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Chatting with Entangled Writer Lea Nolan, Author of Conjure

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The dynamic Lea Nolan couldn’t read until the third grade. After a lot of tough effort she finally got the hang of it and swiftly discovered the way to skip tasks was to tell her parents she was reading.

Rapidly she was addicted, consuming volumes by Roald Dahl, E.B. White, Judy Blume, C.S. Lewis, and everything with a glossy Newberry Award sticker on the cover. Stories delivered a gateway to enraptured locales where anything was imaginable and characters depended on their intelligence to twist out of distressing circumstances. Nowadays, Lea pens for Entangled Publishing the types of tales she pursued as a teen–smart paranormals with lively heroines, smokin’ heroes (like my Jacob!), nefarious stratagems, and above all, a measure of mysticisms, a waft of desire, and a peppering of antiquity.

Nolan is definitely one smart cookie with degrees in history and women’s studies focused in public policy. Nolan resides in Maryland with her courageously reassuring husband and three crafty kids, who take a page from their mom and know how to wiggle out of their chores! *wink*

When you’re deeply connected and immersed in a book, Lea, have you ever had a dream that you felt was not your dream? Do your characters dream within you? Have you had a dream that was one of your characters?

No, this has never happened to me, or at least if it has I’m not aware of it! As cool as it might be I’m actually kind of glad it hasn’t. You see, when I’m deeply immersed in a book the plot and characters invade every square inch of my brain. Their problems and choices are constantly churning in the background, taking up my subconscious. I know it sounds crazy obsessive, but it’s the truth! When I’m deep into drafting they’re the first thing I think about when I wake up and the last thing I think about before I drift off to sleep so I need my dreams to help me sort out everything else that’s going on.

What do you do for fun?

As a mom, wife and writer I don’t have as much free time as I used to but when I do get some down time I love to watch movies, make jewelry and go on dates with my husband. We’ve been married for 20 years and it’s still fun to be with him.

What is the guilty pleasure you find the most addicting?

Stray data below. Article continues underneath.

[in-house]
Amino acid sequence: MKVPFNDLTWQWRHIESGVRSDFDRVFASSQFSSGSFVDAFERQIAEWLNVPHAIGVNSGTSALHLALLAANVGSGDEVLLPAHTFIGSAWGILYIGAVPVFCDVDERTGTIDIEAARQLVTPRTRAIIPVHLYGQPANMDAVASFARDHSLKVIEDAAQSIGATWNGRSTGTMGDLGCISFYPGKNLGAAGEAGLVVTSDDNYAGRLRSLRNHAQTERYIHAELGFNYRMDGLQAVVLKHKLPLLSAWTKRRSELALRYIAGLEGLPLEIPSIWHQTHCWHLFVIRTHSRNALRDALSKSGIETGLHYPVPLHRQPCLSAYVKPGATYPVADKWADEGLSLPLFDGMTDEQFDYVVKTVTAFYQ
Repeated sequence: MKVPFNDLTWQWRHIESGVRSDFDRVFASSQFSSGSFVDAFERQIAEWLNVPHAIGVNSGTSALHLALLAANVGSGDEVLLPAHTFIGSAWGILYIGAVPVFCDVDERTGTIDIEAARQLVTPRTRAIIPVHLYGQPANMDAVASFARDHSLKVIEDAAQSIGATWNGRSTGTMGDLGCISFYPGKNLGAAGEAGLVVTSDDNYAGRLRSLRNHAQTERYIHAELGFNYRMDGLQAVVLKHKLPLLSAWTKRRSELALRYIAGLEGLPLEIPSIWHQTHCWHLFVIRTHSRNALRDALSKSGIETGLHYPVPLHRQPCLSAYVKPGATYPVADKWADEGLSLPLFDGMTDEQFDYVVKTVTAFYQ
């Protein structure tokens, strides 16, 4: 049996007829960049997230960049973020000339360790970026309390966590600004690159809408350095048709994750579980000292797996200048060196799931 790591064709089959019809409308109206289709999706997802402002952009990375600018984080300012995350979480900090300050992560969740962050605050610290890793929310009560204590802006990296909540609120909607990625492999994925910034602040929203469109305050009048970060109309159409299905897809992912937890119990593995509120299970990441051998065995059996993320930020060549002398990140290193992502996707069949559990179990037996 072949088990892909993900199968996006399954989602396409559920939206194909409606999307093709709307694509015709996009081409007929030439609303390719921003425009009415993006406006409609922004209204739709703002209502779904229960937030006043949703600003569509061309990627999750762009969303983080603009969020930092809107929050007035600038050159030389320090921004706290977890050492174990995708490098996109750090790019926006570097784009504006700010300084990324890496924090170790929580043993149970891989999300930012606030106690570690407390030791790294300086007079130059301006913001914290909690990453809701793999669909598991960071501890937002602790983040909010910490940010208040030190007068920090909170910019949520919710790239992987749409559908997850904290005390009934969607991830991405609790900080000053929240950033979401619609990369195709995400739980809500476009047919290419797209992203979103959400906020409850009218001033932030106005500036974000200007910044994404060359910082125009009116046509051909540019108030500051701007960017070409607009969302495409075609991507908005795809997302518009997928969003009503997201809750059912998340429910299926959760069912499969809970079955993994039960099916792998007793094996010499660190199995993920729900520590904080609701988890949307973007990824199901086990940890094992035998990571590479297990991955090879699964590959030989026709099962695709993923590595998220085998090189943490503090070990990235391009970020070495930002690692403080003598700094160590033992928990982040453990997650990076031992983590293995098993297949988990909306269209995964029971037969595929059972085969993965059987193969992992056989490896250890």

Oh my gosh, I’m not sure if I should admit this publicly, but hands down, I’m addicted to the Real Housewives series, especially the New York, New Jersey and Beverly Hills editions. I know it’s wrong but I love their bling, decadence and cattiness. As hard as I try, I can’t quit them. *hangs head in shame*

As you gear up for the release of Conjure, Lea, what have you learned about yourself since penning it?

First I’ve learned never to say, I can’t. After I’d finished my first, still unpublished manuscript, I was sure I’d never be able to write another book. Well, I proved myself very, very wrong. Also, I’ve learned that I have a wicked imagination. Even though I wrote it, some of Conjure’s twists and turns still take my by surprise.

What do you find most distracting and rewarding about social media when plotting your outlines?

First the downside: Distracting is the operative word! When I’m drafting I don’t allow myself to engage in social media because the pretty, shiny websites distract me and eat up a giant portion of my day. To make sure I follow my own orders, I bought myself the Freedom program which is an app that locks you off the internet for a prescribed amount of time. I usually unplug for six or eight hours, breathe a sign of relief and get to work.

The upside of social media: It’s an extraordinary tool to interact with readers, bloggers and other authors. When I was a kid I remember doing a class project where we each wrote to our favorite author. I scribbled my note and my teacher (allegedly) sent it off. I waited weeks but never heard back. I was heartbroken. Fast forward to today where readers can shoot off a tweet and get a response within twenty-four hours. Simply amazing.

What does empowerment mean to you?

This is a great question. For me, empowerment means setting my mind on something and achieving it. Knowing I’ve attained my goals gives me an astonishing sense of accomplishment and confidence, and propels me toward the next supposedly insurmountable challenge.

What three books in your teens has cultivated your affection of the written word?